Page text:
Friday, March 10, 2006

Op Ed: The Big Lie.

I went to a political rally the other night, and it's not something I usually do, as I am not a political hack and as a foreigner in this country, I can't participate in the electoral process. But on Sunday, Colombians will go to the polls to elect House of Representative leaders, as well as, Senators. It has to be the most uneventful election in the last fifteeen years. There's no fanfare, folklore or debate. There's no solution on the horizon to resolve this country's fourty year-old civil war.

The reason I went to the rally, was to listen to the speach of a Colombian journalist called Fernando Garavito, who is on the ticket of the Liberal Party for House of Representatives, and has criticized the incursion of the paramilitaries in every aspect of Colombian life, especially their current status of handing-over weapons for 'fast track' pardons. The truth be told, Garavito wasn't at his own rally. He's in exile. Exiled from Colombia, like hundreds of other journalists and thinkers who have had to flee this country for their beliefs and convictions. The diaspora of Colombians continues to grow. Colombians have left their homeland continuously for the last two decades because of a conflict that has no end in sight. Uribe's military strategy with the two main guerrilla groups, Farc and ELN, operating in the country, hasn't forced a sit down for dialogue. Quite the opposite. It has hardened the resolve of both contenders in this bloody civil war.

The last time there was a real peace treaty with a guerilla group was almost twenty years ago, when then, President Barco accepted the capitulation of the much feared M-19. Twenty years with no progress. Instead, Colombia has lost thousands of professionals to foreign states and countries. The search for the 'American dream' hasn't abated, its surging again.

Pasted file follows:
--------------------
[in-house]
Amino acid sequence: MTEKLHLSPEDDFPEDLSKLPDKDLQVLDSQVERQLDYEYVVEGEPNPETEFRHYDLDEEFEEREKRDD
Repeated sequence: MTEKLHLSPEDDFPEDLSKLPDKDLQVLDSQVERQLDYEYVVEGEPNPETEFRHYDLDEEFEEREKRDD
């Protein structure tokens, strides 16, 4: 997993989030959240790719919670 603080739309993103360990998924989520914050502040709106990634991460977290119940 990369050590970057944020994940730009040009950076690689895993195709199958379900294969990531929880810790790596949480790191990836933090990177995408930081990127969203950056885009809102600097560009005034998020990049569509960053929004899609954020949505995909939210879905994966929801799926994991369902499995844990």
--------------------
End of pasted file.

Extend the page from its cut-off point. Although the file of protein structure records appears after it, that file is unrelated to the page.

Meanwhile the Colombian media splashes on its front pages and covers, almost on a weekly basis, pictures and exclusive interviews with smiling paramilitary commanders. Men who earned their reputations for killing thousands of civilians, with such brutal instruments as chainsaws. There are mass graves scattered all over this country. Thousands of disappeared. Thousands who have no clue or answers as to the whereabouts of their loved ones. And the responsability of the local media ? . Nothing. The focus of Colombia's largest radio stations, Tv channels and print media is to generate ratings and scandals with 'reality' shows and journalistic fiction. The Colombian media is magic realism at its worst. The big lie.

Colombia is a country of the displaced, the persecuted and the disappeared. A country that only an elite few can enjoy. Garavito's plight is real. One million Colombians have been displaced in the last four years, within their own country. Millions have fled to the US, Canada and Spain. The cities are bursting at the seams with slums and poverty. Insecurity is rampant, yet the streets of Bogota are flooded with expensive cars and fashionable boutiques. But who's buying?. By the look of the cars and the characters, its not the honest, hard-working Colombians, who can count themselves lucky, to maintain a job. Drug money continues to pour into this country at alarming rates. Yet the media says nothing. The focus on front page is Carnival, but for many Colombians, the 'reality' is Kosovo.

Everyone turns a blind eye towards Colombia's plight. Expect Bruce Willis, who had the guts to question Colombia's role in stemming the drug trade. For that he was called 'arrogant' by the Colombian commander-in-chief and President Mr. Alvaro Uribe. Arrogant, maybe. But Mr. Willis has a right to his opinions, without having to face a personal attack from the Colombian Presidency. This is the attitude Colombia takes when dealing with outside criticism. Had Bruce been born Colombian, he too might, have been forced into exile.

reproduced in The Colombia Review

No comments: